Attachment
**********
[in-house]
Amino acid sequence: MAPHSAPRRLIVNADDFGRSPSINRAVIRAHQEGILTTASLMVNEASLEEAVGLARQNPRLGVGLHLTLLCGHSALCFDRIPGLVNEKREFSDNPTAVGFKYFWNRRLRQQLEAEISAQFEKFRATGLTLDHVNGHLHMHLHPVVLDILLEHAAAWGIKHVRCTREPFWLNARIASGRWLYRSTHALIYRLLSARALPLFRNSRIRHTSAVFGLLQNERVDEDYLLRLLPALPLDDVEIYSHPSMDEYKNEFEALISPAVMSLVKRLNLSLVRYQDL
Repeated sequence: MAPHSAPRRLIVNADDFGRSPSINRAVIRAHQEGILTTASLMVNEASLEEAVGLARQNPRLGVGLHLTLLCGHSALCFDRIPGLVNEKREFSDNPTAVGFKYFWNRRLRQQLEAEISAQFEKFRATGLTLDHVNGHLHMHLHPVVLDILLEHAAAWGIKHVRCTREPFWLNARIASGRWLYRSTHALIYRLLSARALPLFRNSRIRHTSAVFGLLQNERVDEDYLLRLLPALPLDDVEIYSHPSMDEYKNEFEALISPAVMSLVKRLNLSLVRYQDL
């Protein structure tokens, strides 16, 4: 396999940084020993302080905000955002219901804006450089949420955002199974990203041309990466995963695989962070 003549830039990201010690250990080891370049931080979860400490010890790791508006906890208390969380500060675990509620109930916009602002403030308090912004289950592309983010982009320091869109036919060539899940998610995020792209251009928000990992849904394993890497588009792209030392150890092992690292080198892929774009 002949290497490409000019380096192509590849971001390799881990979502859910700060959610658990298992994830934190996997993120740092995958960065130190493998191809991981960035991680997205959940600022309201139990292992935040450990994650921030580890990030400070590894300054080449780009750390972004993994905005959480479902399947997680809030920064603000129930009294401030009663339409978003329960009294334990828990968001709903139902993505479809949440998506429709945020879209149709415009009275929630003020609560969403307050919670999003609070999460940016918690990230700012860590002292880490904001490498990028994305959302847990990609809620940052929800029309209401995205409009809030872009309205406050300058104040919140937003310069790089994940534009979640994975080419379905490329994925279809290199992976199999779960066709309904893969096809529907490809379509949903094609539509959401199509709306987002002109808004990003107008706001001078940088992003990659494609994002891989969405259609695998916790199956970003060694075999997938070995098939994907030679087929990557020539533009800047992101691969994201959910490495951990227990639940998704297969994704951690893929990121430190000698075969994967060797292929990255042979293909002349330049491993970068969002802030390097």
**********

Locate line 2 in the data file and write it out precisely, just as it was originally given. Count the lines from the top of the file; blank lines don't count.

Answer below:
Amino acid sequence: MAPHSAPRRLIVNADDFGRSPSINRAVIRAHQEGILTTASLMVNEASLEEAVGLARQNPRLGVGLHLTLLCGHSALCFDRIPGLVNEKREFSDNPTAVGFKYFWNRRLRQQLEAEISAQFEKFRATGLTLDHVNGHLHMHLHPVVLDILLEHAAAWGIKHVRCTREPFWLNARIASGRWLYRSTHALIYRLLSARALPLFRNSRIRHTSAVFGLLQNERVDEDYLLRLLPALPLDDVEIYSHPSMDEYKNEFEALISPAVMSLVKRLNLSLVRYQDL